Rejected Princesses is a peek into “what if” alternate realities where unsung women of myth and history got their big, expensive animated movies. Part art project, part history lesson, part standup comedy – and that’s before we even get to the blog! Learn more by clicking here.
This bullfighter overcame patriarchal attitudes to become, according to many bullfighting aficionados, the greatest torera in history.
When her shogun husband cheated on her, she raised an army and destroyed the other woman’s house. Later she deposed her incompetent son to become the first nun to rule Japan.
“In a country where physical activities are not allowed for women, sports aren’t even offered to school girls, a team like this is surely an act of defiance.”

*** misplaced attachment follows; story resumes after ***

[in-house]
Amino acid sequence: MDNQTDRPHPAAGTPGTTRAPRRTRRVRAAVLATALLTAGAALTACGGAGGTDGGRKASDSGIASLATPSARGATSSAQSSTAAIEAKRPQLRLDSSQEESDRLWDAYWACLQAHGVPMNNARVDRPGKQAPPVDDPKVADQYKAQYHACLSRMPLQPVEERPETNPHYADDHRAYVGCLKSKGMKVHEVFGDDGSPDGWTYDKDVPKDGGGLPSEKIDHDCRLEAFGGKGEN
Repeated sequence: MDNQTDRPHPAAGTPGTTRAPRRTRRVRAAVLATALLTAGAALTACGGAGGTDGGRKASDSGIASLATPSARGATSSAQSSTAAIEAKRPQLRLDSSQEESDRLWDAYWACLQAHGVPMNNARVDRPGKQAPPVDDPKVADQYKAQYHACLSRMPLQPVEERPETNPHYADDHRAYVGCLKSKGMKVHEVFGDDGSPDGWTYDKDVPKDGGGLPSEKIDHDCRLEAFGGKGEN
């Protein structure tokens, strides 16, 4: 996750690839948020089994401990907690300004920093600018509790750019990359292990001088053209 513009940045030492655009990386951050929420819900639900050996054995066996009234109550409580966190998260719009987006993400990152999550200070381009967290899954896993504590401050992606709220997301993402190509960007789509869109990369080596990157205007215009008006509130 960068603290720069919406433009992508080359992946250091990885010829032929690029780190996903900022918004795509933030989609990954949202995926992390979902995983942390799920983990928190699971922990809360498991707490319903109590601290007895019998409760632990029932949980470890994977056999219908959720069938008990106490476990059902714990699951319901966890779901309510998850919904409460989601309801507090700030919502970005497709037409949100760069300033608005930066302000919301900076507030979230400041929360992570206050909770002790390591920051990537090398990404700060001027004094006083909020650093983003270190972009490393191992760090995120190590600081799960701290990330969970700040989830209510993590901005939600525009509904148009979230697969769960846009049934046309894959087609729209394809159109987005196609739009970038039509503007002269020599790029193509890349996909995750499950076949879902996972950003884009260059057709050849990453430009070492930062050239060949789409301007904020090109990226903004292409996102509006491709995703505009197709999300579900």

Tig Notaro had a double mastectomy. She’s mostly known for a half-hour standup routine she did about her breast cancer. So when a heckler catcalled her during her set, she ripped her shirt off and did the rest of the set without it.
A reader took the Amazon Week illustration from a bit ago and started a Dungeons and Dragons campaign with them as characters. I can die happy now.
Do you like interesting historical ladies? Then you might be interested in this anthology of short stories about “cranky ladies of history”.
When this indigenous Brazilian warrior mermaid proved too awesome for her tribe, she just took up residence in the water, and started an aquatic harem of passers-by.
Maggie Gee was one of only two Chinese-American women to fly for the military in WW2. After the war, she went on to be a nuclear physicist, because, I’m guessing, her previous job had somehow not been hard enough.